Weird of Oz on the Art of Rating

Weird of Oz on the Art of Rating

siskel-and-ebertAs a film and book reviewer for a number of periodicals and websites over the years, I have often wrestled with the art of rating. To some, the awarding of stars to a particular work might seem a simple matter, but there is a craft to it, and it is one of those tasks that can be as complicated as you care to make it — you can assign a rating on gut instinct, jotting down the first number that pops into your head, or you can (as I often do) vacillate back and forth over whether you should add that extra half star.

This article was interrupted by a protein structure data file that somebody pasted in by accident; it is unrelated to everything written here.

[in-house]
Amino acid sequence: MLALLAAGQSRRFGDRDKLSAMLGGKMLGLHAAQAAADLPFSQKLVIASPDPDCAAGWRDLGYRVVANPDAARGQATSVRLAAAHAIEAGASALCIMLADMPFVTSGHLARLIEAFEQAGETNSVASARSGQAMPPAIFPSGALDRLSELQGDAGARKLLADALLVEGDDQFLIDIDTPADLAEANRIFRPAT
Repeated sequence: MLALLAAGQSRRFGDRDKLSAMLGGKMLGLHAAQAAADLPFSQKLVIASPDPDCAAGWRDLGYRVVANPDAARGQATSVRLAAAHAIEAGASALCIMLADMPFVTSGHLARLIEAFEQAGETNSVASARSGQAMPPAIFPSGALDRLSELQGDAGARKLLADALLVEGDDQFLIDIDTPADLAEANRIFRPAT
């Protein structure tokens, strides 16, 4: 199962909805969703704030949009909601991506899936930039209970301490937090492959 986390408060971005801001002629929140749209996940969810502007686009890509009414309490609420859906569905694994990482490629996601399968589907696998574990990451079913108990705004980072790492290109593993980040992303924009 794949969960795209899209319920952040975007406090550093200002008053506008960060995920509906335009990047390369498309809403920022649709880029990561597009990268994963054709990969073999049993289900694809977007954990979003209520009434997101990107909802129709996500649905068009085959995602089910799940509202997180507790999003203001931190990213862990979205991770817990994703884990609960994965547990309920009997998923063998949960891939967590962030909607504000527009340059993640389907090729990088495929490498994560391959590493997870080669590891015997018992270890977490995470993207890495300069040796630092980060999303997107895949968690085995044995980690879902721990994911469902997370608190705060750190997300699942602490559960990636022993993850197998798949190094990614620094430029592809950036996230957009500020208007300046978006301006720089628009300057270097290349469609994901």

It is also one of the most subjective undertakings. It is one thing to decide whether you enjoyed a movie; it is quite another to assign it some value on a fixed scale. First off, you, the reviewer, must decide on what criteria and within what framework you are going to base your ratings. In fact, this varies so dramatically from one reviewer to the next that the best you can hope for is to be as consistent as possible with yourself.

Believe me, there is no set, agreed-upon code among professional critics to which you need worry about conforming; you just need to make sure your readers can understand your reasoning. It is also helpful to communicate your personal tastes and preferences insofar as they influence your assessments, so that readers know where you’re coming from. Here are some other considerations…

I. Weighing the Scales